Prof. Dario Pompili has been awarded a new NSF award for the project titled "Enabling Real-time Dynamic Control and Adaptation of Networked Robots in Resource-constrained and Uncertain Environments." This is a three-year $999,904 collaborative effort with Prof. Pompili as the Principal Investigator and Prof. Jingang Yi and Francisco Diez-Garias from Dept. of Mechanical & Aerospace Engineering​, Rutgers University as the Co-Principal Investigators. 

The goal of this project is to enable near-real-time water-body monitoring using their novel sensing architecture via dynamic collaboration between local (Naviators, Underwater robots) and Cloud resources so to take timely decisions on the locations where the team of Naviators/Underwater robots/boats should be steered, to collect and process water-quality measurements, and to decide how the water in various bodies should be treated.The research efforts will be focused on the design, deployment, and evaluation of novel sensorcentric online data management and analysis that can support transformative CPS research at the triple point of engineering, technology, and science. We will propose innovative control and management techniques that  allow to integrate and couple computational models (e.g., water current, localization, team coordination, workflow scheme, and approximate computing) with physical systems (e.g., in-situ data measurements, distributed robotics, biosampling), and deliver revolutionary CPS applications and services.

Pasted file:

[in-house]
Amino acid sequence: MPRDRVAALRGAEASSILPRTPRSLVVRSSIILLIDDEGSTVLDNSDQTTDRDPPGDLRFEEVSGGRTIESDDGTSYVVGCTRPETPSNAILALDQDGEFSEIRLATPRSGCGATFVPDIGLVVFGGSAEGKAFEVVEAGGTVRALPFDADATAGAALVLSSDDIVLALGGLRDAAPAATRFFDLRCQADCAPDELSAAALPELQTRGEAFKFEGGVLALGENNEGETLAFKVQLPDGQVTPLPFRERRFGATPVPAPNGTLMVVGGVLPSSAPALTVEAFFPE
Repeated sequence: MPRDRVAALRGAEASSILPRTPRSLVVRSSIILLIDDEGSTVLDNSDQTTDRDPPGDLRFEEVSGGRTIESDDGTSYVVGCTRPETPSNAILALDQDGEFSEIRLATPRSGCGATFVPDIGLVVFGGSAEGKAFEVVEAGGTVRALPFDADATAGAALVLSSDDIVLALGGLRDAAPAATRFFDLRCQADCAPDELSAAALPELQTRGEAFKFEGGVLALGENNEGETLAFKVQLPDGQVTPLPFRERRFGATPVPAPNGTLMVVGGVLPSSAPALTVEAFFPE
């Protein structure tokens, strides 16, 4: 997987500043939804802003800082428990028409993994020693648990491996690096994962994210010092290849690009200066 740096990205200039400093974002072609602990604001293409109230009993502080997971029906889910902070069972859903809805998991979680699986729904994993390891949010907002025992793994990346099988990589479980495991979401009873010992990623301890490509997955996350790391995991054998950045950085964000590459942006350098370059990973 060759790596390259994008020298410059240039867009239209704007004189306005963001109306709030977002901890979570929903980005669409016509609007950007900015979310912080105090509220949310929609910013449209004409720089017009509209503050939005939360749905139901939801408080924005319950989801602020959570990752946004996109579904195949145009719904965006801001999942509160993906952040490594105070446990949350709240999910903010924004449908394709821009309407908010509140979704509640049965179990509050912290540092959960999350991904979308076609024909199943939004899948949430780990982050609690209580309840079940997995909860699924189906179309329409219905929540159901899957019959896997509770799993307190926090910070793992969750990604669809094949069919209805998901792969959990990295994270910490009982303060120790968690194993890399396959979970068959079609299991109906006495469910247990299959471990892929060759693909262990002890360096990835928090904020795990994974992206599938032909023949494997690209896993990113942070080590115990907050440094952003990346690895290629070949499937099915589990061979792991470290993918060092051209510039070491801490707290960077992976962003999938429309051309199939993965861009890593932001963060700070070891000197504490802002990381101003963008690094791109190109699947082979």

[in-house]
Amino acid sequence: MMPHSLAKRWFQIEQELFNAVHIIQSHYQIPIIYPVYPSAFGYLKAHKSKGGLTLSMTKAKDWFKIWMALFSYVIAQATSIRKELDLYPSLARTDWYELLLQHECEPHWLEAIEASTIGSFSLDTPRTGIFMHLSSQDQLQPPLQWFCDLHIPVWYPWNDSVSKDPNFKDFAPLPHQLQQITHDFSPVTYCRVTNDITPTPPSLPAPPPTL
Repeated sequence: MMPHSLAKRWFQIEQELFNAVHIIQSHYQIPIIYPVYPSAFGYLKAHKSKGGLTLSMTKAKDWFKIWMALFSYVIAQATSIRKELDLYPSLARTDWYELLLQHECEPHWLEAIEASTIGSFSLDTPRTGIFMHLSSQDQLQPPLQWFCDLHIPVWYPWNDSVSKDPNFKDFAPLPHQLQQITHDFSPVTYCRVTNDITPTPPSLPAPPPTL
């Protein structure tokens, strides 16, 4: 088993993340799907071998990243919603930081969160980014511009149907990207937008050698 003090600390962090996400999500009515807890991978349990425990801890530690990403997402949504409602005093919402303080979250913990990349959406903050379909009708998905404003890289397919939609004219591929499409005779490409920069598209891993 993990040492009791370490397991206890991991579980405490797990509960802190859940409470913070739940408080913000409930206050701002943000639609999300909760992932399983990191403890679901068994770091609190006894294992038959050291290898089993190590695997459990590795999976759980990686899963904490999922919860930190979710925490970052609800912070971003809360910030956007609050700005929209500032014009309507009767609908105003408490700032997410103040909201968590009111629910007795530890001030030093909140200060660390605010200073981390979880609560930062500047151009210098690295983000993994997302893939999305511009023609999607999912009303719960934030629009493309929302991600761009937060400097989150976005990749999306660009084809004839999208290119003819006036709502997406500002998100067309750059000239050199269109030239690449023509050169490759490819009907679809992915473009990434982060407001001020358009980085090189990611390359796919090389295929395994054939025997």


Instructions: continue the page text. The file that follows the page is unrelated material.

Specifically, as part of this project Prof. Pompili and his team will propose solutions to handle the computing challenges, specifically, resource uncertainty, which arises when the local resources are connected intermittently to the cloud; poor network connectivity between local resources—Hybrid Underwater- Aerial (HUV)/Underwater Vehicles (UVs)—in the environment may lead to frequent disconnections of the resources with the local network, as a result of which the local resources may not be able to communicate with each other or to the cloud and/or transfer raw data/intermediate results of the application. To handle such situations the team will design an autonomic solution to enable the successful execution of critical tasks in a resource pool via the novel concept of controlled replication of tasks or self-protection. 

You can find more details on the project at the NSF page here.

Congratulations Prof. Pompili!

The National Science Foundation DARPA Dept of the Navy Science and Technology Department of Energy Department of Homeland Security

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